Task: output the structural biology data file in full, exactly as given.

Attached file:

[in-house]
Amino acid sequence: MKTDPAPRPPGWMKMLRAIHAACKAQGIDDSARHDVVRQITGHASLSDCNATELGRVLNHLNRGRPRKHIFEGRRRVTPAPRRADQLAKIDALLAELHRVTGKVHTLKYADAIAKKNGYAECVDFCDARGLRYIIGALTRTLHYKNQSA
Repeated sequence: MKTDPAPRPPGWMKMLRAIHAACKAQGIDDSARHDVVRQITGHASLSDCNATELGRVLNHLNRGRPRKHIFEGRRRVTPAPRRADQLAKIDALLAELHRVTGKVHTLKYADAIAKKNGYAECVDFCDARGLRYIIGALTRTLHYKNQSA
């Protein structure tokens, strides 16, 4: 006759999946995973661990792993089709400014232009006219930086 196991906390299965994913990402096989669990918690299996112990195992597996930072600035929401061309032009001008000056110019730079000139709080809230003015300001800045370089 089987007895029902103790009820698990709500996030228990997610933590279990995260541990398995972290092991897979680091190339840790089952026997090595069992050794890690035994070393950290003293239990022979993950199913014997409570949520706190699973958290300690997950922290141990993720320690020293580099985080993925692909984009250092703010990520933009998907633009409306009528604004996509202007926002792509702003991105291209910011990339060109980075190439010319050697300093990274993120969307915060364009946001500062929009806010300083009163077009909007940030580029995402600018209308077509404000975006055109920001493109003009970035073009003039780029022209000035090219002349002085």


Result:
[in-house]
Amino acid sequence: MKTDPAPRPPGWMKMLRAIHAACKAQGIDDSARHDVVRQITGHASLSDCNATELGRVLNHLNRGRPRKHIFEGRRRVTPAPRRADQLAKIDALLAELHRVTGKVHTLKYADAIAKKNGYAECVDFCDARGLRYIIGALTRTLHYKNQSA
Repeated sequence: MKTDPAPRPPGWMKMLRAIHAACKAQGIDDSARHDVVRQITGHASLSDCNATELGRVLNHLNRGRPRKHIFEGRRRVTPAPRRADQLAKIDALLAELHRVTGKVHTLKYADAIAKKNGYAECVDFCDARGLRYIIGALTRTLHYKNQSA
């Protein structure tokens, strides 16, 4: 006759999946995973661990792993089709400014232009006219930086 196991906390299965994913990402096989669990918690299996112990195992597996930072600035929401061309032009001008000056110019730079000139709080809230003015300001800045370089 089987007895029902103790009820698990709500996030228990997610933590279990995260541990398995972290092991897979680091190339840790089952026997090595069992050794890690035994070393950290003293239990022979993950199913014997409570949520706190699973958290300690997950922290141990993720320690020293580099985080993925692909984009250092703010990520933009998907633009409306009528604004996509202007926002792509702003991105291209910011990339060109980075190439010319050697300093990274993120969307915060364009946001500062929009806010300083009163077009909007940030580029995402600018209308077509404000975006055109920001493109003009970035073009003039780029022209000035090219002349002085």